I've always wondered why it was done that way. Did the Suits decide that launching the two brand-new titles, Iron Man and Sub-Mariner couldn't be done at the same time as Hulk and Captain America? That wouldn't make any sense, as in effect Hulk and Cap were just continuations of Astonish and Suspense, not additional titles. Or did Stan just miscalculate, and get his story-lengths in a muddle? I guess we'll never know ...

1968 was a bumper year for Marvel house ads. Each announcement was more exciting that the previous one. But for UK fans, we would be disappointed over how hard the Spectacular Spider-Man mag was to find in the newsagents. I had more luck with Silver Surfer 1.
The first inkling I had about Marvel's aggressive expansion plans was when I stumbled across copies of Iron Man and Sub-Mariner 1 and Iron Man 1 in a small newsagent in Wemyss Bay in Scotland, in the summer of 1968. While I wasn't that mad about IM&SM1, I though the first issue of Iron Man was a very wonderful development, as I was a massive fan of Gene Colan at the time (still am) and the thought of 20 pages of Colan Iron Man at a time was beyond fantastic.

Incredibly, that tiny newsagent is still there in Wemyss Bay. I haven't been there for fifty years, but I'm very happy that one of my essential childhood haunts is still alive and well.
And as the Marvel explansion unfolded, there were more and more wonderful comics coming out. Jim Steranko's SHIELD comics deserve an entire blog post to themselves. Sub-Mariner and The Incredible Hulk in their own comics was okay. I hadn't been a great fan of Namor, though the John Buscema artwork was sublime. Kirby's Captain America title was great, of course, but then Cap was always my favourite Marvel character. And the Dr Strange book was also terrific. But in the house ads in those books we saw that there was even better things to come from Marvel, notably the Silver Surfer book (which also deserves its own posting). But the really intriguing thing was that second Spidey book, The Spectacular Spider-Man.

The fully-painted cover and the grey-tone interior artwork were a revelation to me, as I'd never seen a comic like that before. And it was full magazine-size rather than the smaller 10x7 inch comic size.
It wasn't  all that obvious from the house ads just what we could expect. I wouldn't have noticed the 35c cover price in the ads, and it wouldn't have meant much to me if I had. And though I didn't track down a copy of the comic until a couple of years later, when I did finally find one I was pretty blown away. Where American comic readers might have been a bit disappointed that it was in black and white, that didn't bother me one bit. The skilful grey wash-tones more than made up for it. And that cover ... wow - a painting! I thought it was just incredible.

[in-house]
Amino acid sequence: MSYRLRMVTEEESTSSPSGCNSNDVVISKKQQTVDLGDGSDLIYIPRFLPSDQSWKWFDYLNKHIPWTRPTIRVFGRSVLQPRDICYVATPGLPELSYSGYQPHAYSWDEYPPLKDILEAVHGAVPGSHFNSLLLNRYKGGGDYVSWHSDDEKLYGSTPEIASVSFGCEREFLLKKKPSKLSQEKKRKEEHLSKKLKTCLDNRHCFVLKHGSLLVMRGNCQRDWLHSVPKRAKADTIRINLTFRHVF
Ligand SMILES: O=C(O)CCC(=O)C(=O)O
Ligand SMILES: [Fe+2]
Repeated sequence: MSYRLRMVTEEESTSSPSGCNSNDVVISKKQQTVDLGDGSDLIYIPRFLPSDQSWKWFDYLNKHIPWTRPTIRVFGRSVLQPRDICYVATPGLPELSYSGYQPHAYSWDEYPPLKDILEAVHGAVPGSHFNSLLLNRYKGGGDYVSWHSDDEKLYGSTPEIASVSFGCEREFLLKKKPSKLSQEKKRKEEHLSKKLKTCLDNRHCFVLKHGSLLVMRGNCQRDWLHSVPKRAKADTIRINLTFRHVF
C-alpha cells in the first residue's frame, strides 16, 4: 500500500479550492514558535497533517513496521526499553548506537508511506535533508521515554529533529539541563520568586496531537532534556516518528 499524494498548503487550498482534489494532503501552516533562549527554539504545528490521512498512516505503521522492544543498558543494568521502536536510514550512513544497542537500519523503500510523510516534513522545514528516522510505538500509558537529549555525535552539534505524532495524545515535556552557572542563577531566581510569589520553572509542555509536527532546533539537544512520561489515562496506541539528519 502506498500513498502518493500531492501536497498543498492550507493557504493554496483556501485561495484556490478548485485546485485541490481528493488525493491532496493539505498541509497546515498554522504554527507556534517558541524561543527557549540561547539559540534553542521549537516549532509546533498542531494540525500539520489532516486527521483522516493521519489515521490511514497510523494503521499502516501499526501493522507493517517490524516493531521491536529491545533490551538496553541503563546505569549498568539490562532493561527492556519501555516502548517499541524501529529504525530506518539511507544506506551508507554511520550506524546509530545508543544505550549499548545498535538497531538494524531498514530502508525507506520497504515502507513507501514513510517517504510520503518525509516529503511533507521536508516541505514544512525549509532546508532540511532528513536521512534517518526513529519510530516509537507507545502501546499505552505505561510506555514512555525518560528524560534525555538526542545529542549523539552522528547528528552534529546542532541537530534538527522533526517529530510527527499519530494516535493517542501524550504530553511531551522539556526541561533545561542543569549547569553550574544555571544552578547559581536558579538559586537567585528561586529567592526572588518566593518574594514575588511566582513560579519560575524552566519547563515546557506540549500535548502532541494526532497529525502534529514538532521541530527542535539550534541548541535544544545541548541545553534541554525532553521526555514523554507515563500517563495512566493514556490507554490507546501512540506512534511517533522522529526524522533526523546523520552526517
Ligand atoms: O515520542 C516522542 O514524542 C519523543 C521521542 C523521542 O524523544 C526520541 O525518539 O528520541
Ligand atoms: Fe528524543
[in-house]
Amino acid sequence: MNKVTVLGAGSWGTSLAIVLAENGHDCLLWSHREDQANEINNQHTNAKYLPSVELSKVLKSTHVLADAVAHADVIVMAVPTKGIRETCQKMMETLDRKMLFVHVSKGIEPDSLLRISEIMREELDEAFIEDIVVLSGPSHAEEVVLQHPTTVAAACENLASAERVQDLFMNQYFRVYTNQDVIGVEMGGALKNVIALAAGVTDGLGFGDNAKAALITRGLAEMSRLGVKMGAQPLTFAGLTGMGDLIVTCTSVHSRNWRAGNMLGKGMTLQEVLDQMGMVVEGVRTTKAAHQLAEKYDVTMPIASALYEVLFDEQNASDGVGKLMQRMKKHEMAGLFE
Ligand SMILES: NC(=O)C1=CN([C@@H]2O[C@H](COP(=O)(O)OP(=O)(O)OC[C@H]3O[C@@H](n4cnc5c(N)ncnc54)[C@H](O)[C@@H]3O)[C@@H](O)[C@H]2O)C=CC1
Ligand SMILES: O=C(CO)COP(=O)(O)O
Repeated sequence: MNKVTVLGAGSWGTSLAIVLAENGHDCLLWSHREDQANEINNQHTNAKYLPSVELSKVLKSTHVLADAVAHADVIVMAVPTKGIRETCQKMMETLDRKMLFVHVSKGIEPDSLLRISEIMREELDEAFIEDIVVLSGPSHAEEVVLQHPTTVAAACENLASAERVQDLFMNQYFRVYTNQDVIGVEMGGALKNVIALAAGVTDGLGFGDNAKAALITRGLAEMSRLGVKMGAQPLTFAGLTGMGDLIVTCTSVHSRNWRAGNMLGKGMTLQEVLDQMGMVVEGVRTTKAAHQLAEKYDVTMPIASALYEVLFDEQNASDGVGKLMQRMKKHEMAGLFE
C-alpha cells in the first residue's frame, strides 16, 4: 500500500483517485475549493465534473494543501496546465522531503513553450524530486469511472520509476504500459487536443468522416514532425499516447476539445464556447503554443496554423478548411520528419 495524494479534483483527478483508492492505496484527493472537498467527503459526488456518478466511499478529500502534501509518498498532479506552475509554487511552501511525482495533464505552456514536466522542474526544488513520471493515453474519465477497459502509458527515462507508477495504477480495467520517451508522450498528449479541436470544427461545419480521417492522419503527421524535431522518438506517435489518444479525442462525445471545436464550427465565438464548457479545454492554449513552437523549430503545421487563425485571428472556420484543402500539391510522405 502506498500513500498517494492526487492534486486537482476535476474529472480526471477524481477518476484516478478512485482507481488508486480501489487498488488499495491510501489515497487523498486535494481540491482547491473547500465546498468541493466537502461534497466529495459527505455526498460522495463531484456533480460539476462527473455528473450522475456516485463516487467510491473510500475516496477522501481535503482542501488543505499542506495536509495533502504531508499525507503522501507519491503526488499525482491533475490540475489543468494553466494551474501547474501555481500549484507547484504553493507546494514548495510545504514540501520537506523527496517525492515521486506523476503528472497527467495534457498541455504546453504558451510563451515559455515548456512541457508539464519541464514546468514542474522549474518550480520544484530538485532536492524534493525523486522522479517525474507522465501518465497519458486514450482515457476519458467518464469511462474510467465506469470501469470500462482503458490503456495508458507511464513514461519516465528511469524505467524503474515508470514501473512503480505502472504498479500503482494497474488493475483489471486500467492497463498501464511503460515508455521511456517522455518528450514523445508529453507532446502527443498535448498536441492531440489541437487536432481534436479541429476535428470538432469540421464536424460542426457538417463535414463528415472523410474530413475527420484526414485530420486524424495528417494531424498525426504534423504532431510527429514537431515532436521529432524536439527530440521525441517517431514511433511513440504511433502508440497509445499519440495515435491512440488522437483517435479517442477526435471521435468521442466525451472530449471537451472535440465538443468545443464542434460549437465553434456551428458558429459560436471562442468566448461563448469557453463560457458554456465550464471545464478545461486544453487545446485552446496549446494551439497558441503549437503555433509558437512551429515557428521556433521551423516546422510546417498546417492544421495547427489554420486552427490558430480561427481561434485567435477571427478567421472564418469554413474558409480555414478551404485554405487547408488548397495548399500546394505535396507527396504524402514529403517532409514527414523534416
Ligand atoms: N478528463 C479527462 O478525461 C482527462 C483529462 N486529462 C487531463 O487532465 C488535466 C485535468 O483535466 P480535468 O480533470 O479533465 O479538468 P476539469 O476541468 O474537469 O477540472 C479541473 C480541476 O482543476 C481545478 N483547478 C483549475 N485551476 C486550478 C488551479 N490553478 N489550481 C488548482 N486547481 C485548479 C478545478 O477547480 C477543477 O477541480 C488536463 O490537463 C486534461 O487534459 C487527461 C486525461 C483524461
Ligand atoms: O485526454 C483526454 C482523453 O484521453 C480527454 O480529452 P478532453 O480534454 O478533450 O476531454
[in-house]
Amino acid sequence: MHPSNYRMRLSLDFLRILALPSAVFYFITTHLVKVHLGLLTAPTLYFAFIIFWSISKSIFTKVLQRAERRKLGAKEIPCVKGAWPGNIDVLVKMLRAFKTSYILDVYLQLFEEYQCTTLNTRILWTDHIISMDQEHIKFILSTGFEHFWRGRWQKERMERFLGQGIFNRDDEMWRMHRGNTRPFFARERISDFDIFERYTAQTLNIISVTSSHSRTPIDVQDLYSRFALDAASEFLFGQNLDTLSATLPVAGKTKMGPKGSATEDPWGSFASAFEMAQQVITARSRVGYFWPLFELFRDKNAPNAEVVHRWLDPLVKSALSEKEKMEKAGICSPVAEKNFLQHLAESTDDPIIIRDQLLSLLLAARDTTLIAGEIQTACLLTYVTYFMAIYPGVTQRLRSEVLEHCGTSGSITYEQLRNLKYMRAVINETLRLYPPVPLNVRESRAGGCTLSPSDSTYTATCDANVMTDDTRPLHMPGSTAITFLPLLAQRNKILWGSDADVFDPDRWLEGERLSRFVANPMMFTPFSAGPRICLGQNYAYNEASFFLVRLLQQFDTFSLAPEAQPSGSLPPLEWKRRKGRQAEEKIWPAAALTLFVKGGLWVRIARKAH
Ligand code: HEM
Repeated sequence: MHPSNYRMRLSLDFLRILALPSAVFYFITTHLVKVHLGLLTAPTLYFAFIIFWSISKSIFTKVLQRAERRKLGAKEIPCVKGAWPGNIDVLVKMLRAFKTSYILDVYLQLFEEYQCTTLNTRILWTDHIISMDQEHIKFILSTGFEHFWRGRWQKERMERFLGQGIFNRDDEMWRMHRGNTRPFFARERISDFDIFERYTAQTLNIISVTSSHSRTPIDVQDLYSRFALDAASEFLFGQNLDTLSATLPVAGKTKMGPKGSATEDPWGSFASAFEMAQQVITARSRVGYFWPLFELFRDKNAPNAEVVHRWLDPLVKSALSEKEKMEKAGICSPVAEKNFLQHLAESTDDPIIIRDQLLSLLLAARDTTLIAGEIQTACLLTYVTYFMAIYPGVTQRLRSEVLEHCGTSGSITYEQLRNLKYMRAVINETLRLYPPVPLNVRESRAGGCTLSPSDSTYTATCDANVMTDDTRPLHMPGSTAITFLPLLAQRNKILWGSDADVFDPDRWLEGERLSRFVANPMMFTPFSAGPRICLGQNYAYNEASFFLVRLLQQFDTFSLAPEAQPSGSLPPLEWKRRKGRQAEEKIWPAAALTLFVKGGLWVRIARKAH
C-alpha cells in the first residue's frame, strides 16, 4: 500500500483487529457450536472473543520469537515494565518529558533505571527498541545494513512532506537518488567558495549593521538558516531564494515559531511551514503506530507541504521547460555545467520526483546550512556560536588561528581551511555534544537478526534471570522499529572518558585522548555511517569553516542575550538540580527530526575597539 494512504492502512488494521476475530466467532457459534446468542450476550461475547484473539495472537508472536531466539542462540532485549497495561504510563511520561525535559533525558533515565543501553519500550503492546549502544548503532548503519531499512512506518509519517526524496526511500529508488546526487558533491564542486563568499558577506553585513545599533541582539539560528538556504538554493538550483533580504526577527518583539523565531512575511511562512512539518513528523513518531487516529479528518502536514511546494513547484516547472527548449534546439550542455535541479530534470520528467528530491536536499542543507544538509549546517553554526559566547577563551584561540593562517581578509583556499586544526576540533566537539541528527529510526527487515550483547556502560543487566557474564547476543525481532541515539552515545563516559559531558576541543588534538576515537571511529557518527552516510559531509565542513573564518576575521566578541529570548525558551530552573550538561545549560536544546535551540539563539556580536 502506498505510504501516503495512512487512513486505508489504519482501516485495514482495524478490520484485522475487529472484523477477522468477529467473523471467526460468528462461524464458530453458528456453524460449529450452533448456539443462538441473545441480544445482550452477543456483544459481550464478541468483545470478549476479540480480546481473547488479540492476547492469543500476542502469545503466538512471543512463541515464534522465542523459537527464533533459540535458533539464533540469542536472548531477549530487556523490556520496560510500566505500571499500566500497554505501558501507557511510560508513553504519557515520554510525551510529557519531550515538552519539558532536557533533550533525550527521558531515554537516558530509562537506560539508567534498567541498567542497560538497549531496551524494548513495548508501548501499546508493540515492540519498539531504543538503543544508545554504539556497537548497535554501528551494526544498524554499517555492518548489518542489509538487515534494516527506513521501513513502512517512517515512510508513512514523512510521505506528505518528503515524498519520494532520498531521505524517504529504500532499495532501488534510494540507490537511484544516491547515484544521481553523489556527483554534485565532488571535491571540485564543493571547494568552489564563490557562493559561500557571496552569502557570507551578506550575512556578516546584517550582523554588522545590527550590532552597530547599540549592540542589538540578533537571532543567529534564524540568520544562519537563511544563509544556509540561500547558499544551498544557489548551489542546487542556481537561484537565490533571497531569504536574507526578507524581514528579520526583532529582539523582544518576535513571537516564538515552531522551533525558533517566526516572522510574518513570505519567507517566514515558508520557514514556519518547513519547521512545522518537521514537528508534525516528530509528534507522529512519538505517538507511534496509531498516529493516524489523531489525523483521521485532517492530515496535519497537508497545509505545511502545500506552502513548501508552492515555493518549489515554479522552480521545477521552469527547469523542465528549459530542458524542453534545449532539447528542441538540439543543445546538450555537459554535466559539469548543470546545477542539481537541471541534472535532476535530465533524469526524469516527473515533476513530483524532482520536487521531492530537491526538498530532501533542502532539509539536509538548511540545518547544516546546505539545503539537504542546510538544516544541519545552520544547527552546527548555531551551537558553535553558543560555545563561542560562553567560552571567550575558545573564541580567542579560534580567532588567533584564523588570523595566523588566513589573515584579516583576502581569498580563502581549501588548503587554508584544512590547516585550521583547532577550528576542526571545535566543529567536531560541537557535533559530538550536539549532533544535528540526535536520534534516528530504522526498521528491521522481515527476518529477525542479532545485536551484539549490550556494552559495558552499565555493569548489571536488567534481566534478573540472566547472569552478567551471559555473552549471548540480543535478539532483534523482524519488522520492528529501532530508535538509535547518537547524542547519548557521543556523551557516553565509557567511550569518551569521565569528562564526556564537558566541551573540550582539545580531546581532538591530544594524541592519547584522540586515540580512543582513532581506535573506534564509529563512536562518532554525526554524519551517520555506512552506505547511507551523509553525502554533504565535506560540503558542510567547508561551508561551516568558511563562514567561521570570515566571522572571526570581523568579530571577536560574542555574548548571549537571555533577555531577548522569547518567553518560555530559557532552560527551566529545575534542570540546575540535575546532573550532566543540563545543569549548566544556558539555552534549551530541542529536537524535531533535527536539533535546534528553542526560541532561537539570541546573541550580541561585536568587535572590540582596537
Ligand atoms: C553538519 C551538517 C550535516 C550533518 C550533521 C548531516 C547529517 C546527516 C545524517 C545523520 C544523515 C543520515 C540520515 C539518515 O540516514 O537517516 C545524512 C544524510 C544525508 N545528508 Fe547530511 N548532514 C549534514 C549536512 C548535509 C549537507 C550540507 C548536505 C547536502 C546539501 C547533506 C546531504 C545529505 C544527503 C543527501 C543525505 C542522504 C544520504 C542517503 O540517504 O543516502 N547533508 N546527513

A couple of years earlier, someone had given my younger brother an illustrated Walt Disney storybook, but the pictures were full colour paintings of Mickey and Donald on a caravan holiday. I used to love those illustrations. Perhaps they were even by Carl Barks, but it's such a long time ago I can't be sure. The Spectacular Spider-Man cover was even better, because that was an oil painting of a super-hero - something fans may take for granted today, but back in 1968, it was nothing short of revolutionary.

Though it was based on a John Romita drawing, the execution of the cover painting was by Harry Rosenbaum. Little is known about Rosenbaum beyond his work for some of Goodman's men's magazines, and his later cover paintings for a couple of the Skywald mags put out by Sol Brodsky during his temporary split from Marvel Comics in the early 1970s.

The usual Spider-Man supporting cast are all present and accounted for, with Jonah Jameson and Captain Stacy featuring large, as well as Gwen, Mary Jane and Harry Osborne. The villain is a Frankenstein monster type, controlled by villainous mayoral candidate Richard Raleigh.